Starting from 2017, GoG decreased its spending to a minimum of 9.2 mln. in 2018. Meanwhile, the volume of processed grapes as well as wine exports have been increasing and reached their maximum in 2019. In 2019, Georgian wine producers processed 271 ths. tons — the highest indicator over the last 30 years and exported 70.1 mln. liters of wine.

Figure 1. The volume of processed grapes, wine export, and government spending in the wine sector at current prices


Some studies argue the positive impact of subsidies on firms’ performance. The subsidies can increase the supply of goods, lower their prices, and make subsidized goods and services more affordable to consumers. These subsidies might prevent the long-term decline of industries. They might also contribute to higher investments in enterprise development. When, for example, interest payments are co-financed by the state, subsidies reduce the cost of money for firms. This allows firms to spare resources and invest in their enterprises’ further development.

While subsidization is utilized all over the world to promote growth and is believed to address market failure (Summers, 1991), subsidies distort markets and are associated with the following negative outcomes:

• Subsidies create the wrong incentives among market players who become dependent on state subsidies. “Akura’s” purchase of low-quality grapes might lead some farmers to neglect quality;

• Some businesses are preferred over others and gain a competitive advantage due to their preferential treatment. This leads to a distorted distribution of investments over industries. Many producers might invest in vineyards due to the availability of state subsidies instead of considering other industries;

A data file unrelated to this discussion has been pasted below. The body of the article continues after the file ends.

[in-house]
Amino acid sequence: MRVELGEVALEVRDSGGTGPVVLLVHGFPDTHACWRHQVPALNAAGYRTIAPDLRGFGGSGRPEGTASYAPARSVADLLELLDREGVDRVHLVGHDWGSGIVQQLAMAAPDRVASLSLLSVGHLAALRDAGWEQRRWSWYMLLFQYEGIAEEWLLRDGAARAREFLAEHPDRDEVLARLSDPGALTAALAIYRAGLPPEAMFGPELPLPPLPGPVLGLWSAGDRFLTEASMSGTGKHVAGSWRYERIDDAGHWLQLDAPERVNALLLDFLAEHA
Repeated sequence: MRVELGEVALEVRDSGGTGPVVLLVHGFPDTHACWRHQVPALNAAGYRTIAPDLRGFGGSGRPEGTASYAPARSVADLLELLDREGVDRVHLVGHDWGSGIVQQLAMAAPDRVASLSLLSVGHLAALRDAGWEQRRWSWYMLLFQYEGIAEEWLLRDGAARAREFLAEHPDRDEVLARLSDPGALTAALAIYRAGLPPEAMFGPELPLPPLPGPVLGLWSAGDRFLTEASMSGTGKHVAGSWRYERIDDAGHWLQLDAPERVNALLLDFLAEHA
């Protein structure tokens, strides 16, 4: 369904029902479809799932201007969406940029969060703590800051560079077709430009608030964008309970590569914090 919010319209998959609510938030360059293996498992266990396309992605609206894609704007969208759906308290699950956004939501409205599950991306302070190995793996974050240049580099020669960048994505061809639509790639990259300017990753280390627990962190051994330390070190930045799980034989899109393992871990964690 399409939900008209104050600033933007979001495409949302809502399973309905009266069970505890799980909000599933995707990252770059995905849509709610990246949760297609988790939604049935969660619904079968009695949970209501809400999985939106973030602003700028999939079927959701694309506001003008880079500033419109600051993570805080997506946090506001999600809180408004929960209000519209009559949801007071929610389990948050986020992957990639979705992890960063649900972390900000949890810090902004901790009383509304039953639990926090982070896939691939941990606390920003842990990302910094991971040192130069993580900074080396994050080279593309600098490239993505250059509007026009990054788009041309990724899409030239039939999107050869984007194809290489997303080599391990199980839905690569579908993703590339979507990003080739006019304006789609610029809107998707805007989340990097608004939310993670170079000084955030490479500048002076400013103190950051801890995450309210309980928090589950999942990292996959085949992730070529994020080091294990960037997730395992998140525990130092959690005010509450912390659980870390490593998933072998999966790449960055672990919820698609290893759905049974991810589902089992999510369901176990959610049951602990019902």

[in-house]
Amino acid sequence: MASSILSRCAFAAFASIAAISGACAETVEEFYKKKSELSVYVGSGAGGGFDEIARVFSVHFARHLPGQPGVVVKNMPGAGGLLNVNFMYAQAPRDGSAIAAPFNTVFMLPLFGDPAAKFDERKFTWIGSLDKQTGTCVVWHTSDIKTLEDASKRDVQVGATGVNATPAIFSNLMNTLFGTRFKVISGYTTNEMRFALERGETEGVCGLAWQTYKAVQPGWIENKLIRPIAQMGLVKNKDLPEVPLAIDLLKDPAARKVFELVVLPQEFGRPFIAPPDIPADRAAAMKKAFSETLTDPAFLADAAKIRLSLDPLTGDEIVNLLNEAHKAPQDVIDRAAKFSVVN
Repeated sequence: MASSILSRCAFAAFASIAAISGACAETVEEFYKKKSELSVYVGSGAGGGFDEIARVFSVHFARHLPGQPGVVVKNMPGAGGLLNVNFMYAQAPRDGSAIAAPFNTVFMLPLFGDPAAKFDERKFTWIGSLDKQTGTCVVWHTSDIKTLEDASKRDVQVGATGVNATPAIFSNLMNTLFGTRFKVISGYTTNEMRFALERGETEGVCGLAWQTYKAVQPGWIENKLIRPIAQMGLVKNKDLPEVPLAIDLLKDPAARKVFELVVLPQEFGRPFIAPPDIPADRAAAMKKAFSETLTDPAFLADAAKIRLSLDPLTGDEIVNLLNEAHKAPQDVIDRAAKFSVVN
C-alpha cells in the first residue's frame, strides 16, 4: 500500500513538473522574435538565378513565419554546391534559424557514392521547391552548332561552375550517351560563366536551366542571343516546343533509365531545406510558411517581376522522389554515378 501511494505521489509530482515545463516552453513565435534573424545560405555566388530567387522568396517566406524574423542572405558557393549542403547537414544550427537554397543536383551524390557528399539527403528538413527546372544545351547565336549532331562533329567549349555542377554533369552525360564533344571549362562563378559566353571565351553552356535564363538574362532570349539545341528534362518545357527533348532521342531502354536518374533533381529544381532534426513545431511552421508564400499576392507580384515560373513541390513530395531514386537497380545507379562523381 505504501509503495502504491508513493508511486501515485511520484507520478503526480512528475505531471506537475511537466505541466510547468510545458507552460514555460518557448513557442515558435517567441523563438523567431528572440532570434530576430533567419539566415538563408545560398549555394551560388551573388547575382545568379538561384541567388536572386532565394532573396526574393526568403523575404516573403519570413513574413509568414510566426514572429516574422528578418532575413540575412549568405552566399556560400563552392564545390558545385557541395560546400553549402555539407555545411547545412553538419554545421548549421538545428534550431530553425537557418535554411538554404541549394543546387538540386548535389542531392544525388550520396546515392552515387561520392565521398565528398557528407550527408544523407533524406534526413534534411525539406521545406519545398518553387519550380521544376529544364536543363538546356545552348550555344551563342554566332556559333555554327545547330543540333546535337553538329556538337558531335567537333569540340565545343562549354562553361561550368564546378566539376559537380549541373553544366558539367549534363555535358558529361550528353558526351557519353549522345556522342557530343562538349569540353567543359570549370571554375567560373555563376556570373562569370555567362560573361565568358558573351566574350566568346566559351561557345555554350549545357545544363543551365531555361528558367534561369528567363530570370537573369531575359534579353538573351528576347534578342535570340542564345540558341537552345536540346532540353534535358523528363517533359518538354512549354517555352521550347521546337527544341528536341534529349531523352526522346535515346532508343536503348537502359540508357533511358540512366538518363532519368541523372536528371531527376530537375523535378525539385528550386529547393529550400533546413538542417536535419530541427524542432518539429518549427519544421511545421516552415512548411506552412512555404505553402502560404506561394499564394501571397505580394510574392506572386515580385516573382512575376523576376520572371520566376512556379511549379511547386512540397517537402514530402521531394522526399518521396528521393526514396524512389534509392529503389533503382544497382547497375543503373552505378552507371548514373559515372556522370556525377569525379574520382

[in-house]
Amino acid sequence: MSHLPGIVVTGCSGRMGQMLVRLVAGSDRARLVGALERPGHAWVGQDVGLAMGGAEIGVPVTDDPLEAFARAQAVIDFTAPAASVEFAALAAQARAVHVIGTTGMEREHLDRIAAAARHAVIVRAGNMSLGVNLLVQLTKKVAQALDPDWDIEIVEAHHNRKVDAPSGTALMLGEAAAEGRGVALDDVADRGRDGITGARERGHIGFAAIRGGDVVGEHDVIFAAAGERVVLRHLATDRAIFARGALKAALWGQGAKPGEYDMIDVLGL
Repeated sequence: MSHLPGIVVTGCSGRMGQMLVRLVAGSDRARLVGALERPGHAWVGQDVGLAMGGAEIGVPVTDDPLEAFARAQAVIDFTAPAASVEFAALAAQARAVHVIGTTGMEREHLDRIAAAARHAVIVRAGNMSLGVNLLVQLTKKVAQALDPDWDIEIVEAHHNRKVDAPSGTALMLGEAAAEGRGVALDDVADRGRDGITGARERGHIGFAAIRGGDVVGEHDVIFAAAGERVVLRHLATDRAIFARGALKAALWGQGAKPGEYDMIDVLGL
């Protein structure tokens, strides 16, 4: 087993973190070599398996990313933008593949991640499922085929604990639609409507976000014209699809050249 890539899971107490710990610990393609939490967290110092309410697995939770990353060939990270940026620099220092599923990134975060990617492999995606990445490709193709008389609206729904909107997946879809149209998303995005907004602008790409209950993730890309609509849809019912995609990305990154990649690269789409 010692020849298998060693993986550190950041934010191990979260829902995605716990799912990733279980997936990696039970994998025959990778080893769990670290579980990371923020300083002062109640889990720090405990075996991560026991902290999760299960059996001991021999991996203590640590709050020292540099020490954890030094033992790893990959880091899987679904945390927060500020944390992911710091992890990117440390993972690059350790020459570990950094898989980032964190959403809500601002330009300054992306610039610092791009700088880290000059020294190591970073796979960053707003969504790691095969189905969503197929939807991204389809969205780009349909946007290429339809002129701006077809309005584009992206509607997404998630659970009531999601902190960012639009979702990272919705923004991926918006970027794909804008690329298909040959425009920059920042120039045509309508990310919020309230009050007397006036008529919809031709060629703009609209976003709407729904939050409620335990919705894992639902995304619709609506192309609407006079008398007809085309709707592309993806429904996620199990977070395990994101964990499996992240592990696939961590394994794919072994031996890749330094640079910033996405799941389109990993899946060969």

• Private investment in R&D might decline due to subsidies. Given that the major source of public spending is taxes, increasing taxes in order to generate more funds for subsidies diminishes the enterprise’s revenues and reduces its ability to invest in R&D;

• Production subsidies provided to increase the production of goods and services might lead to overproduction. This is the case when “Akura” intervenes in the market and buys excess grapes;

• The subsidized industries might be lobbied due to the availability of subsidies which again results in the unfair treatment of industries.

Given that during the last 2 years (2018-2019), even in case of reduced direct subsidies to farmers, the sector performed well in terms of production and exports, it is time for the state to consider terminating subsidies in order to see how the sector performs in their absence.


Given that the state, by its nature, usually lacks incentives to invest as effectively and efficiently as the private sector does, its role on the market should be directed more towards designing an efficient public policy and regulatory framework for businesses. So, what measures other than subsidies can the state undertake to support the wine industry?

Some solutions include further promoting Georgian wine on international markets and diversifying trade partners; ensuring producers’ adherence to food safety standards in order to ensure high-quality grapes and wine, and providing high-quality extension services to grape and wine producers. All of these measures will contribute to sustainable, long-term growth in the sector and will spare state resources currently spent on subsidies.

The views and analysis in this article belong solely to the author(s) and do not necessarily reflect the views of the international School of Economics at TSU (ISET) or ISET Policty Institute.